I recently returned from my daughter's college freshman orientation at her chosen Christian liberal arts school. Aside from my subtle beginning-of-the-empty-nest crisis, I'm stoked to see the opportunities for intellectual, spiritual, and emotional growth sprouting all along my daughter's path.
I was especially thrilled to read some of the orientation materials that read almost as a manifesto for Think Christian. An introductory essay lays the foundation for why Christians should pursue the life of the mind. I would summarize it, in short: God's call on Christians to engage God's world is deeply rooted in the simple fact that our world belongs to God, in both creation and redemption.
The essay explains, "One way to love God is to know and love God's work. Learning is therefore a spiritual calling: properly done, it attaches us to God." In other words, the more one knows about God's creation, the more there is to glorify God about. The authority over all the heavens and the earth belong to Christ, so we should be all the more eager to engage all subjects of the sciences, humanities, arts, economics, and politics.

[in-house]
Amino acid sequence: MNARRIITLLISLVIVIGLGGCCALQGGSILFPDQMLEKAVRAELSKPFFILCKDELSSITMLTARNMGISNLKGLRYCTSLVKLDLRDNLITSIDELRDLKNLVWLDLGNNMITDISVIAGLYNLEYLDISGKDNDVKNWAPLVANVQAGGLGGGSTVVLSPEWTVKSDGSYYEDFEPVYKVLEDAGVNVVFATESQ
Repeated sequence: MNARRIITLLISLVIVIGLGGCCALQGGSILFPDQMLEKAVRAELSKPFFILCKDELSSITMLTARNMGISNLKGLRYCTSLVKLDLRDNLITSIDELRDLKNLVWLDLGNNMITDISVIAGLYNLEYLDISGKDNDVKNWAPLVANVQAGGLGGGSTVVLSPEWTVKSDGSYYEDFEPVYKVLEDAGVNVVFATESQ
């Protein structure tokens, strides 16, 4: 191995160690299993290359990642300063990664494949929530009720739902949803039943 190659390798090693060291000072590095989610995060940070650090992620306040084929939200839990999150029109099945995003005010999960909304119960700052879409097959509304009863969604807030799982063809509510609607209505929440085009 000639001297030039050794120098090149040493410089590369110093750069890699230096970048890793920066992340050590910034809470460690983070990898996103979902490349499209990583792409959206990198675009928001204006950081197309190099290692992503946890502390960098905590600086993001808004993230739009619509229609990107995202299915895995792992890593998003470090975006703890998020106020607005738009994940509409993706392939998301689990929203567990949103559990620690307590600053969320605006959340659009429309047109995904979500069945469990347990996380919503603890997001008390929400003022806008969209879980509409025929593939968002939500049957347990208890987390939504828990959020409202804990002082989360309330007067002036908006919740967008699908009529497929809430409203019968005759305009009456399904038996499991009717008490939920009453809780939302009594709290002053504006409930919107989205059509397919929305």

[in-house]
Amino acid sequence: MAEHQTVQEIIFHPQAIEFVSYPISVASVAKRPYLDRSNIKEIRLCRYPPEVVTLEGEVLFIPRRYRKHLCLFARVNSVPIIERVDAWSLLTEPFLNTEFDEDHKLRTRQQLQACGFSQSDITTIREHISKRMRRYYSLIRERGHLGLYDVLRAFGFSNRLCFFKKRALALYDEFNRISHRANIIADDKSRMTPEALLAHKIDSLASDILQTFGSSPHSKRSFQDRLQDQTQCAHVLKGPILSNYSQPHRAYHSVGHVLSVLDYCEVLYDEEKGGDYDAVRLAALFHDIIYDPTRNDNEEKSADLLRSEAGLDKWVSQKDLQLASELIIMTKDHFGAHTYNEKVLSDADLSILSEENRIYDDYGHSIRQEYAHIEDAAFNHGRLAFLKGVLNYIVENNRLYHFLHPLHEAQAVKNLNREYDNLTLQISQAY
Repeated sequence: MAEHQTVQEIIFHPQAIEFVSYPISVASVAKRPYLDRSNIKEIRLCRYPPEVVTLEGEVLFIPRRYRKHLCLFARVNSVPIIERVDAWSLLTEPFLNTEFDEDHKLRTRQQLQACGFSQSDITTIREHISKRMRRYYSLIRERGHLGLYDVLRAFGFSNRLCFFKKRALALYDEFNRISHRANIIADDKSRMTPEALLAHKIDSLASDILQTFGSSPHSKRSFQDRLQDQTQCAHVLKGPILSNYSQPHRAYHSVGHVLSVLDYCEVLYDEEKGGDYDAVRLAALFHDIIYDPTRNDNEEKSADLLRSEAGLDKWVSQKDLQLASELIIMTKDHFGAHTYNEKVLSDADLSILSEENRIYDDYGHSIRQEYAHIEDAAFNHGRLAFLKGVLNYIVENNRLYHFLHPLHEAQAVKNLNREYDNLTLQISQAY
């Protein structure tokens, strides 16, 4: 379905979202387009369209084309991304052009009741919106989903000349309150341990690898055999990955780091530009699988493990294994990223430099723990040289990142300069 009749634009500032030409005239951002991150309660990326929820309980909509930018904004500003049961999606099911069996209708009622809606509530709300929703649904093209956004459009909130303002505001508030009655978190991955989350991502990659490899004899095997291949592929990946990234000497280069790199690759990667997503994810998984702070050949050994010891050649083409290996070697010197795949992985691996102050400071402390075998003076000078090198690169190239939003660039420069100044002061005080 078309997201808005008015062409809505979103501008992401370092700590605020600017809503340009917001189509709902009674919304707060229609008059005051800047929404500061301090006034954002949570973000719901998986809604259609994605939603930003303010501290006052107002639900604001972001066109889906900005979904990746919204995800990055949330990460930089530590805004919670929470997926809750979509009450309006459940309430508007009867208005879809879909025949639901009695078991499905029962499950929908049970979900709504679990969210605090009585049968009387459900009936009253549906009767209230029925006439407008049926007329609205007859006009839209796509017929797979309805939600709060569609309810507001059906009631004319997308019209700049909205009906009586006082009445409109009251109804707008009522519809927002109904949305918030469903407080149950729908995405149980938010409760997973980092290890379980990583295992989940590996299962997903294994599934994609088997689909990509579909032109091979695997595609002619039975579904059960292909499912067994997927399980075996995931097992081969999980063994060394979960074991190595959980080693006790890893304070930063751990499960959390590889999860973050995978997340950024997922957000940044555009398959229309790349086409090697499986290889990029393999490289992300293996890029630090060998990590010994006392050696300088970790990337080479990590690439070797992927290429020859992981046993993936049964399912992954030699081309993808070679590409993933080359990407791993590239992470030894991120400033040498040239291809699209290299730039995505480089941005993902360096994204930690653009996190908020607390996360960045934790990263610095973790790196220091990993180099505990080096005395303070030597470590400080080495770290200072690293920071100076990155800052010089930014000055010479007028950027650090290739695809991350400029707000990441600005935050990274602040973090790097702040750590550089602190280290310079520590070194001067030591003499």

Furthermore, we are not called to only absorb knowledge, but to use it. We are called to demonstrate, in word and deed, in all areas of life, what God's Kingdom is supposed to be like. Getting an education is a way to prepare for service in God's cosmos. We Christians think and learn in order to add our own contribution to God's supreme restoration project, reclaiming all things that have been corrupted by evil. As redeemed people, we work to restore the flourishing shalom of peace to a world and culture disfigured by sin. Christ himself makes "all things new," so our efforts are always Spirit-driven yet humanly incomplete. Meanwhile, we serve in active anticipation of a world re-created by God as he intended it to be.
So, we learn, think, and work, using all our gifts in all areas of culture, to show everyone the glory of God.
Amen, and amen!